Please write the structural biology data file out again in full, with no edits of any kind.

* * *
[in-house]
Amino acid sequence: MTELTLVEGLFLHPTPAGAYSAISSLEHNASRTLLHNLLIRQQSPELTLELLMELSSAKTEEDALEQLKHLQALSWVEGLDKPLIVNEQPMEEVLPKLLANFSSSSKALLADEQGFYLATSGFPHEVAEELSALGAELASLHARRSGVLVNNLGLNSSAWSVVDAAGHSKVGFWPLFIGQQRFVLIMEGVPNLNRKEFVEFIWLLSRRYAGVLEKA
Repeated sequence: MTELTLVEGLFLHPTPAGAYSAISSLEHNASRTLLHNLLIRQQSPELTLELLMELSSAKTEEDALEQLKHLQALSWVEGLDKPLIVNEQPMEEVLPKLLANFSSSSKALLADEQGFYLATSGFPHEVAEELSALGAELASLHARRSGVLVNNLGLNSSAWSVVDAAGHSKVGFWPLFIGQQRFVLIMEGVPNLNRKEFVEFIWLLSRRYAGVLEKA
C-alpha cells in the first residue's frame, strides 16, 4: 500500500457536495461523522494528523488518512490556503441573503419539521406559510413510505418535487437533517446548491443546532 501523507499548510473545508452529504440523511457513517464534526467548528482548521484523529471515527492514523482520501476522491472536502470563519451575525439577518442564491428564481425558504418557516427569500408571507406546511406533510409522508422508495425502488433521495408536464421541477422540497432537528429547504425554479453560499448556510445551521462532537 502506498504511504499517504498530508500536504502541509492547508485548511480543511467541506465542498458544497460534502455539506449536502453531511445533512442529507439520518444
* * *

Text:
[in-house]
Amino acid sequence: MTELTLVEGLFLHPTPAGAYSAISSLEHNASRTLLHNLLIRQQSPELTLELLMELSSAKTEEDALEQLKHLQALSWVEGLDKPLIVNEQPMEEVLPKLLANFSSSSKALLADEQGFYLATSGFPHEVAEELSALGAELASLHARRSGVLVNNLGLNSSAWSVVDAAGHSKVGFWPLFIGQQRFVLIMEGVPNLNRKEFVEFIWLLSRRYAGVLEKA
Repeated sequence: MTELTLVEGLFLHPTPAGAYSAISSLEHNASRTLLHNLLIRQQSPELTLELLMELSSAKTEEDALEQLKHLQALSWVEGLDKPLIVNEQPMEEVLPKLLANFSSSSKALLADEQGFYLATSGFPHEVAEELSALGAELASLHARRSGVLVNNLGLNSSAWSVVDAAGHSKVGFWPLFIGQQRFVLIMEGVPNLNRKEFVEFIWLLSRRYAGVLEKA
C-alpha cells in the first residue's frame, strides 16, 4: 500500500457536495461523522494528523488518512490556503441573503419539521406559510413510505418535487437533517446548491443546532 501523507499548510473545508452529504440523511457513517464534526467548528482548521484523529471515527492514523482520501476522491472536502470563519451575525439577518442564491428564481425558504418557516427569500408571507406546511406533510409522508422508495425502488433521495408536464421541477422540497432537528429547504425554479453560499448556510445551521462532537 502506498504511504499517504498530508500536504502541509492547508485548511480543511467541506465542498458544497460534502455539506449536502453531511445533512442529507439520518444